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2SPD-001 Introduction of an electronic ordering process for parenteral nutrition
  1. M Creed1,
  2. M McKiernan2,
  3. E Baker1,
  4. L Dillon1,
  5. M Ciaran1
  1. 1Mater Misericordiae University Hospital, Pharmacy, Dublin, Republic of Ireland
  2. 2Mater Misericordiae University Hospital, Department of Clinical Nutrition and Dietetics, Dublin, Republic of Ireland


Background Parenteral nutrition (PN) is an invasive, specialised form of nutritional therapy for the prevention or treatment of malnourishment in vulnerable patients. In 2016 there was a 47% rise in PN usage, leading to workload increase and time pressures for pharmacists and dietitians working on order and supply processes.

Purpose The Pharmacy Department and Department of Clinical Nutrition and Dietetics collaboratively reviewed the PN ordering process, to remove bottlenecks and delays, and simplify communication.

Material and methods A multidisciplinary group worked through a Plan, Do, Study, Act (PDSA) cycle:

  • The group brainstormed ideas to remove bottlenecks and streamline communication.

  • Individual solutions were determined and trialled on an incremental basis to determine success before adding another.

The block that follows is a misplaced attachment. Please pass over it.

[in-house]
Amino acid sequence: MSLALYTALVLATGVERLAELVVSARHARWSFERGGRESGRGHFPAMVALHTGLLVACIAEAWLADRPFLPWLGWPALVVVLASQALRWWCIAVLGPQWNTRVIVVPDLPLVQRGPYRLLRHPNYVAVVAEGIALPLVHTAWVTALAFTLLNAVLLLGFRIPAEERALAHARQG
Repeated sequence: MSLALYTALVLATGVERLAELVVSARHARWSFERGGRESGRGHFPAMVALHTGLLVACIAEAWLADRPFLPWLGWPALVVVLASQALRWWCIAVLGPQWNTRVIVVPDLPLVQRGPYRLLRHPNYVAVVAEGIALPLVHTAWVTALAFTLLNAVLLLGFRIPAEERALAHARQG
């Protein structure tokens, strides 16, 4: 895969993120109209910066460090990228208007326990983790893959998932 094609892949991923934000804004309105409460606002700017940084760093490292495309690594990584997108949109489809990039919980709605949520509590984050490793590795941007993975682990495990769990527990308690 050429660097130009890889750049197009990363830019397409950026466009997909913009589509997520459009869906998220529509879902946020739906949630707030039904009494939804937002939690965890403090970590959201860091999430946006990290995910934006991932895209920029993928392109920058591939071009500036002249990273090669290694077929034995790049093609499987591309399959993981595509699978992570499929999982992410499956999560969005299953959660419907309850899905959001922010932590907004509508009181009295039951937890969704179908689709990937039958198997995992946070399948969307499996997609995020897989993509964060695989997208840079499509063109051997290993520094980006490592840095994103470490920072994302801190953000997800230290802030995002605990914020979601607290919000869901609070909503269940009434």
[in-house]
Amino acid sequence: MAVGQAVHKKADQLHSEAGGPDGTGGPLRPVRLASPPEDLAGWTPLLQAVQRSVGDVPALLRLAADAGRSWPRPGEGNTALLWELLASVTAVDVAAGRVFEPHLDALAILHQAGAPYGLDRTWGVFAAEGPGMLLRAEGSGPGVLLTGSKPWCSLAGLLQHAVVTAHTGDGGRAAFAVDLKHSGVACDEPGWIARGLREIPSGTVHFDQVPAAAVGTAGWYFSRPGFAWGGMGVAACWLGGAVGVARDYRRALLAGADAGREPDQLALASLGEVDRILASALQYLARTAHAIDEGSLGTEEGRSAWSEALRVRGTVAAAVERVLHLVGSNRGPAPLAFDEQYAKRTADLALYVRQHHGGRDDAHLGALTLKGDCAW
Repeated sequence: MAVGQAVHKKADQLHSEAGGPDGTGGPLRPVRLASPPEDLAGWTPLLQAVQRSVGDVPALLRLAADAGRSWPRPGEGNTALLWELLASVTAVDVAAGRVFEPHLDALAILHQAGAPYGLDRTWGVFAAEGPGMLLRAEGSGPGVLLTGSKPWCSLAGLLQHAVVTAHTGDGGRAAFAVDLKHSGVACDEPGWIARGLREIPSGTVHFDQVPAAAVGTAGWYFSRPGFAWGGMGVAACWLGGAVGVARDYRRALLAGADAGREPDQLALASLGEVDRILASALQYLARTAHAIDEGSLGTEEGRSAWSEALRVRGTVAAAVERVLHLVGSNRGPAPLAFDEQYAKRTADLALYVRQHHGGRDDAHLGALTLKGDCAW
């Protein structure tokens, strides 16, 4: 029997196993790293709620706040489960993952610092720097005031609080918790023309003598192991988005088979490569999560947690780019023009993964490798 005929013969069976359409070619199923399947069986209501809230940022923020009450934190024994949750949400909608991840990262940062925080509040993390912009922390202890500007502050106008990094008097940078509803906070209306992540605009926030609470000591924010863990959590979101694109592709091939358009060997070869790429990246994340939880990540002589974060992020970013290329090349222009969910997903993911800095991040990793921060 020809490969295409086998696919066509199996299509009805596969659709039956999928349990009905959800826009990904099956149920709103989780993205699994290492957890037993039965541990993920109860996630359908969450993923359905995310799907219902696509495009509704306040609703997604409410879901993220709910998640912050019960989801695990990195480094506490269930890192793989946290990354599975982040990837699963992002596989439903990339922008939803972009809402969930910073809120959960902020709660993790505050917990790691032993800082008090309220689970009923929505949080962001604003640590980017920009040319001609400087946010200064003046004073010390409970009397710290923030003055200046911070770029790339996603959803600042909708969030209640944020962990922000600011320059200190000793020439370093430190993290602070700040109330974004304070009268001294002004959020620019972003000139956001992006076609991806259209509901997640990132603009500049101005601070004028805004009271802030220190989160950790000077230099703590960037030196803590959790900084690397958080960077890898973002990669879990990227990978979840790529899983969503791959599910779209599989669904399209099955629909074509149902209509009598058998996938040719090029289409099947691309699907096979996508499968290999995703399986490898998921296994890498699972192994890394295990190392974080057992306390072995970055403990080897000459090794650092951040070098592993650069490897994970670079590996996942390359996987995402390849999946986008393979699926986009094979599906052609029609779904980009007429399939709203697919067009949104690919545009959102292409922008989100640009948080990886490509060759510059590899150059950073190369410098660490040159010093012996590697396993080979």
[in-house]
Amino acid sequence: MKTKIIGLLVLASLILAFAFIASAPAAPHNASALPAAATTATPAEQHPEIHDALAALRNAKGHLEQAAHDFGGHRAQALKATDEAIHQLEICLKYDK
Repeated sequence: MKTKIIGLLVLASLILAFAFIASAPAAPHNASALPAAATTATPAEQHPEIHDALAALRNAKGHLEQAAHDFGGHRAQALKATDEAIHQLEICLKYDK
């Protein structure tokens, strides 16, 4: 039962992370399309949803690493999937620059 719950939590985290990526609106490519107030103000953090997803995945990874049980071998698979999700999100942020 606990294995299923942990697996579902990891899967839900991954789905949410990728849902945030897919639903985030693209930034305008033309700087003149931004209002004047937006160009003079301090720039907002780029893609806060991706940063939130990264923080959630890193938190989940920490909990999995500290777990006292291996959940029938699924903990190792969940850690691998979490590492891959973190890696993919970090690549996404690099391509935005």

• Prospective data was collected from September to November 2016, pre- and post-interventions trialled.

  • Data were circulated among users on a daily basis for review.

  • Improvements were collaboratively agreed and implemented.


  • Initial process involved dietitians sending paper prescriptions to the Pharmacy Department through a pneumatic chute system, followed by pharmacist review, order generation and bleep back to dietitians for detail verification.

  • Updated process involves dietitians electronically ordering PN via an existing hospital ordering system, freeing up time for dietitians and pharmacists.

  • Data analysed using Excel® shows a 57% reduction in PN supply time in the pharmacy, from 7 to 3 min per bag (mean of 100 bags supplied per week).

  • The dietitians and pharmacists both report improved time management and satisfaction with process update

Conclusion Introduction of a streamlined dietitian electronic ordering process for PN has led to a saving of 400 min of pharmacist time (0.18 Whole Time Equivalent) per week. The updated process has led to the capacity to accommodate the increase in service use. Furthermore, it has led to improved relations between pharmacists and dietitians, more time for communication on patient safety and stock management, and less reliance on a person-dependent manual process which previously contributed to delay and staff stress.

No conflict of interest

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